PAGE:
Lastly, The Angels will minister for the saints at the second coming of Christ. We know, from Scripture, that they will be his attendants; and we learn also, that they will have important services to perform. By them the saints will be “ caught up in the clouds, to meet the Lord in the air.” † At the great harvest of the world, as our Lord has taught us, the angels will be the reapers; and as they will then pluck up the tares, and throw them into the fire, so they will gather the wheat into the garner. “He shall send his angels with a great sound of a trumpet, and they shall gather together his elect from the four winds, from one end of heaven to the other.”'ll
When we are speaking of the ministry of angels, the question naturally occurs, whether there is any foundation for the opinion not only of the Jews, but of many Christians in ancient and modern times, that there are guardian angels; or in other words, that there is assigned to each individual a particular angel, who attends him during the whole course of his life. Some seem to consider this opinion as almost heretical, and reject it as dangerous; although where the danger lies, it is not easy to perceive. It appears to me to be a very harmless opinion, and to be by no means unnatural, as, according to our ideas, a multiplicity of affairs is best managed by a division of labour, and by allotting to each of those who are engaged in it, his particular department. The great objection is, that we have no evidence of its truth. The Scriptures do . not enter into details upon the subject, and only say, “He shall give his angels charge over thee,”'s representing the care of the saints as a general concern. There are, indeed, several instances in which a single angel was employed;
. i Chron. xxi, 16. | Luke xvi. 22. # 1 Thess. iv. 17. Matt, xiii. 39.
i Matt. xxiv. 31. 1 Psalm xci. 11,
but it does not hence follow that this was his exclusive province. Our Lord says concerning his disciples, that their angels beheld the face of his Father;* but nothing can be fairly inferred from this passage, except that the heavenly hosts are appointed to watch over them. The strongest argument is founded on the words of the disciples, who were praying for the deliverance of Peter on the night before his expected execution, and when the servant affirmed that it was he who was knocking at the gate, exclaimed, “It is his angel;"'t for they could not believe that it was Peter himself. Attempts have been made to evade this argument, by giving a different meaning to the words; but I think they are absurd. There is no doubt that these disciples, being Jews, did believe that there were guardian angels; but, we do not know that any of them were inspired men, and therefore we are not bound to adopt their sentiments, unless they be supported by higher authority.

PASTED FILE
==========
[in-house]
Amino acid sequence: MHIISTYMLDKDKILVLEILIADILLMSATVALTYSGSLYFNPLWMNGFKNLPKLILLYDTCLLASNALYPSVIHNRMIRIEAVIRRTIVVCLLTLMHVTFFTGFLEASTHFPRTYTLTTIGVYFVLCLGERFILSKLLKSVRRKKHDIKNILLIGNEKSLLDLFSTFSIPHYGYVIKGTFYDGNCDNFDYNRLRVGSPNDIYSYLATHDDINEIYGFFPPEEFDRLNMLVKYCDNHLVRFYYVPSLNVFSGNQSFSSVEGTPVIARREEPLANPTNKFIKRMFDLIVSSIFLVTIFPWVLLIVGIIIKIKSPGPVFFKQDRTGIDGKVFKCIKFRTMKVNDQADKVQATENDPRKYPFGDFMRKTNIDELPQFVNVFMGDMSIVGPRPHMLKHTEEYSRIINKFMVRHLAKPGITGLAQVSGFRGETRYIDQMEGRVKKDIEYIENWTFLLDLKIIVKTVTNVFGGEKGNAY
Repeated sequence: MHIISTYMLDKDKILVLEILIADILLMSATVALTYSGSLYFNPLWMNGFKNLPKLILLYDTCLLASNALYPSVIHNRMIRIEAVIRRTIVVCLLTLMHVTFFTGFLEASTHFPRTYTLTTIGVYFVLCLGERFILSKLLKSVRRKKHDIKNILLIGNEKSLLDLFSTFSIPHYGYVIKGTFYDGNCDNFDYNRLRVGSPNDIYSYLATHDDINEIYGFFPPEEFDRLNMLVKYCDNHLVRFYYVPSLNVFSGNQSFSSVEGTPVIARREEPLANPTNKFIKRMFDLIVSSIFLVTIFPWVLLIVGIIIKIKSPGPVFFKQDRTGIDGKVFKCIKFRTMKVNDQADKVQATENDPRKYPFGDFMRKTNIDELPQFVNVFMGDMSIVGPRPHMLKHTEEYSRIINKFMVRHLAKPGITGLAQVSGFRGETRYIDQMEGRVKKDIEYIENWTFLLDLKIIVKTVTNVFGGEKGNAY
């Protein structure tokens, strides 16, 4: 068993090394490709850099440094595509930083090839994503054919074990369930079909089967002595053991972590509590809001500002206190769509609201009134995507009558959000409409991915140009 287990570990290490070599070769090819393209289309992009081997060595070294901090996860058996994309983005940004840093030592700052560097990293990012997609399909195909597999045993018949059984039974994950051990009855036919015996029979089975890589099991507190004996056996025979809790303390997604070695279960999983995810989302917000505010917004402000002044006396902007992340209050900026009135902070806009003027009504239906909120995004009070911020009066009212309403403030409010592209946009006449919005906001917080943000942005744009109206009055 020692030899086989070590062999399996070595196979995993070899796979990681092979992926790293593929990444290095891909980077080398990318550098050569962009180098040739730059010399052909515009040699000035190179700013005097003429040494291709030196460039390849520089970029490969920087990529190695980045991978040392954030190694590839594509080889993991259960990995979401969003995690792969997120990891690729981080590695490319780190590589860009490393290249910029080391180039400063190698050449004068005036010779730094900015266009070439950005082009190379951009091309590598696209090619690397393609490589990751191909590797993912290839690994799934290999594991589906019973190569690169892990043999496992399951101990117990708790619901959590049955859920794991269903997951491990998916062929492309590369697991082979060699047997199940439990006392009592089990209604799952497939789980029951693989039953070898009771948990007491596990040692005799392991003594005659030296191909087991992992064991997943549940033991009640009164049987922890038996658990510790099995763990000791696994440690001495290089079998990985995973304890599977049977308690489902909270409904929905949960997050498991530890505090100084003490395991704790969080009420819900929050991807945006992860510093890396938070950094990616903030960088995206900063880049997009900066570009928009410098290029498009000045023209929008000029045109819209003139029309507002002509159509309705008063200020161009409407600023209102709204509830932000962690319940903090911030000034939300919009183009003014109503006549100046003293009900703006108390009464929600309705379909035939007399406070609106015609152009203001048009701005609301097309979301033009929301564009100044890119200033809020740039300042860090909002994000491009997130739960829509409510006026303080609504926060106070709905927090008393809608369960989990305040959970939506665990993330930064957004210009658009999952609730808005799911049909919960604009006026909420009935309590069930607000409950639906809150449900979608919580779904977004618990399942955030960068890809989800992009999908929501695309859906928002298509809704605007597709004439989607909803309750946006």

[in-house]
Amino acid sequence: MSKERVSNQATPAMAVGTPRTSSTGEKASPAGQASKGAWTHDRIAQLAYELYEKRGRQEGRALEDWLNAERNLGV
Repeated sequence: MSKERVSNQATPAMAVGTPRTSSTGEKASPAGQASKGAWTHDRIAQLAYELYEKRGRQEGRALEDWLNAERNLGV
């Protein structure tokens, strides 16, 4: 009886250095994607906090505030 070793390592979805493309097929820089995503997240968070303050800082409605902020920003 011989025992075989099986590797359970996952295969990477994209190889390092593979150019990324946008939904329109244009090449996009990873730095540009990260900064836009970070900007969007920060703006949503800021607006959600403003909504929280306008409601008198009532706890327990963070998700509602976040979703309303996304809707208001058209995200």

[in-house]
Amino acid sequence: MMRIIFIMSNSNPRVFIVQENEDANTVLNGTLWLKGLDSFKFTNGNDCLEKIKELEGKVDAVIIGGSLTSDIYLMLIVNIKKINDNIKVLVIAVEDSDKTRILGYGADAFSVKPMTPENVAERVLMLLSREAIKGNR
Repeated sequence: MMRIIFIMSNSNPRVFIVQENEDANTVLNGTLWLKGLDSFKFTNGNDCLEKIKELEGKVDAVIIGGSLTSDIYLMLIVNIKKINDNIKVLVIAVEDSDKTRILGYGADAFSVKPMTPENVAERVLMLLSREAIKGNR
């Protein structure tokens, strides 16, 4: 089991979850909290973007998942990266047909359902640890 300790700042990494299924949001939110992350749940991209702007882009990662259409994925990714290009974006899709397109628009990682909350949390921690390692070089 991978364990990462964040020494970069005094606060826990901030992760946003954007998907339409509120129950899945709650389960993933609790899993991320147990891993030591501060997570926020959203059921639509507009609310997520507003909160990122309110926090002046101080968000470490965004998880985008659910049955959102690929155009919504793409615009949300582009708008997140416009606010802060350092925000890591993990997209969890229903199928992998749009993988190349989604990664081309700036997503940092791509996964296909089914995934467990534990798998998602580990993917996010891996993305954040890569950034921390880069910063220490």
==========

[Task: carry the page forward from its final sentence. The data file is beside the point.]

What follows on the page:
Christians should be grateful for the care of God exercised towards them by the ministry of Angels, and should admire that wonderful economy which has united the iwo great families of heaven and earth, which sin had separated, and inspired with aversion and hostility. What a high honour is conferred upon them, in having such guardians! How safe are they under their protection! and with what caution and reverence should they act in the presence of witnesses so august and holy!
Fallen Angels–Remarks on their Fall-Its effects upon their Moral and Intellectual Qualities,
and upon their State or Condition—Their subordination to Satan—Their EmploymentTheir Power over the Bodies of Men-Demoniacs—Power of Fallen Angels over the Minds of Men, considered.
It appears from Scripture, that there are two classes of Angels, the same in nature, but distinguished by their moral qualities, their employments, and the usual place of their residence. Those of the one class are holy, are engaged in the service of God, and inhabit the regions of light. Those of the other class are depraved, are active in propagating sin and misery among the human race, and are doomed to dwell in the region of darkness and sorrow. Of these I purpose to speak in this Lecture.
I begin with observing, that the whole angelical order was created pure; and this position is not only countenanced by Scripture, but is necessary to vindicate the character of God. The question concerning the origin of evil, caused much perplexity to the speculative men of the heathen world; and in order to account for it, they had recourse to the hypothesis of the malignity of matter, or to that of the existence of an Evil Being, who was independent upon the Author of good. But as the latter supposition is repugnant to reason, as well as to revelation; so the former, which, by the bye, is unintelligible and absurd, is totally inapplicable to the case of spiritual beings, who have no connexion with maiter, and therefore could not be tainted by it. They must, therefore, have existed in a state of innocence; for, were we to admit the idea, that they were originally corrupt, we should charge their sin upon their Maker. But, as he is essentially holy, it was impossible that there should be the slightest stain of sin upon any intelligent creature, when it came • Matt. xviii, 10.
† Acts xii. 15.
from his hands; as only pure light can proceed from the sun. The angels of whom we are speaking, are said not to have kept their first estate ;* from which words it is plain, that they were once in every respect similar to the angels who stand in the presence of God.
How long they retained their integrity, we are not able to determine, as Scripture is silent; but, as we have no reason to think that angels were created before our world, we may say of them as well as of men, that “being in honour, they abode not.”. It was by the agency of one of them that our first parents were seduced; and although it is absurd to suppose that the fall of man took place in the same day on which he was made, yet there is good ground to suppose, that paradise was only for a short time the abode of purity and